Quick, what do you think is the most popular smiley in the world? Too hard? How about in the US. If trying to look for a scientific survey of such data is too difficult, you can relax knowing that Apple has done the job for all of us. It has just released what its own data collection has determined to be the most popular smiley in the country, which turned out to be “face with tears of joy”. It even beat out the heart, which you’d think comes up more naturally in conversations.
Of course, it doesn’t really tell us much about the psychology behind it, since the emoji is often used not in the way its name spells it out. “Tears of joy” is often more easily understood to mean just one thing. The smiley, however, can sometimes be used to indicate uncomfortable smiling, trying to smile while crying, and more. In that sense, it’s probably easier to understand why it would outrank a heart emoji. But it also exponentially surpasses the most common smiley.
You might begin to wonder where Apple got its information from. Now, this is where things get a bit interesting. It all got it from you. That is, if you’re a user of macOS Sierra or iOS 10 or higher. And no, the company didn’t explicitly survey users about it.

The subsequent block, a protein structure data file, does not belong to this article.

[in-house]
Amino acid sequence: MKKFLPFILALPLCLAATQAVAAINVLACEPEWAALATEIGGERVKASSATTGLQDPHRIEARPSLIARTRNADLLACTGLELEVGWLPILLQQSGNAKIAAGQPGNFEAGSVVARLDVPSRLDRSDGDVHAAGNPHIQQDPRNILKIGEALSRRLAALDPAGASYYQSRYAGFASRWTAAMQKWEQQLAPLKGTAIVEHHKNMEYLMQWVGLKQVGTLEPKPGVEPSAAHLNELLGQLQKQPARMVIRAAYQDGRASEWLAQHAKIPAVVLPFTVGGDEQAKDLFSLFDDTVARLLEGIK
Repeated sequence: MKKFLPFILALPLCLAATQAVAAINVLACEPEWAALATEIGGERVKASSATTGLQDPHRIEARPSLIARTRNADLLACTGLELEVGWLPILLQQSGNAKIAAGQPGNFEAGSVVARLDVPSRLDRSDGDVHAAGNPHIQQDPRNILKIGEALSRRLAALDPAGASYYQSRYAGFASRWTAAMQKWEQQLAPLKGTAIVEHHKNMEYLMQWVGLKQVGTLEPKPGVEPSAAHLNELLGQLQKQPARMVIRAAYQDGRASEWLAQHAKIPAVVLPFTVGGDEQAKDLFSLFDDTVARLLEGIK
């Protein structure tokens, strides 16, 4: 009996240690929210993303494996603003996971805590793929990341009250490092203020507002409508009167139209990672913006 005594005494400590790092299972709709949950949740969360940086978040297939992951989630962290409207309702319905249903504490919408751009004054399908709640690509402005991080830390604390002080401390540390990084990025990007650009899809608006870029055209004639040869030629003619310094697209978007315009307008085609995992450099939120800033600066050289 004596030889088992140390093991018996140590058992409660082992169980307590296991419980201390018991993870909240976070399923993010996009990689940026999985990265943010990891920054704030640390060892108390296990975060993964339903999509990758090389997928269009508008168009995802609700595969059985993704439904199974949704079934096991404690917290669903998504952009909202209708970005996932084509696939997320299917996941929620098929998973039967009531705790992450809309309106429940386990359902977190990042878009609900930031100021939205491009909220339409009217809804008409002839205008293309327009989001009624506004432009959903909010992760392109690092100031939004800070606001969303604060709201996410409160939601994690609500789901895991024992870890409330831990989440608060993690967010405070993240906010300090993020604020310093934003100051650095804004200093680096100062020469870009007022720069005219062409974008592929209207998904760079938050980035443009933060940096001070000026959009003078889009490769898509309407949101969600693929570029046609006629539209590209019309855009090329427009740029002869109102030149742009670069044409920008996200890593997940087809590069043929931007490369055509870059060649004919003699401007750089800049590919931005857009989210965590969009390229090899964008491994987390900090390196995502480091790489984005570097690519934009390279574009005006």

The emoji data comes from what Apple calls its differential privacy technology. What this does, in essence, is to mix the usual statistical data gathered from users with “statistical noise”, gathered from a large number of users, in order to effectively mask the identity of an individual. It is, in a way, Apple’s middle ground to be able to collect data to improve its services while still respecting users’ privacy.
Differential privacy is currently being used to improve many of Apple’s auto-suggestions, from QuickType to Safari to, of course, Emojis. In this particular instance, Apple’s data seems to coincide with those from Emojipedia and EmojiTracker, proving how effective the technology is.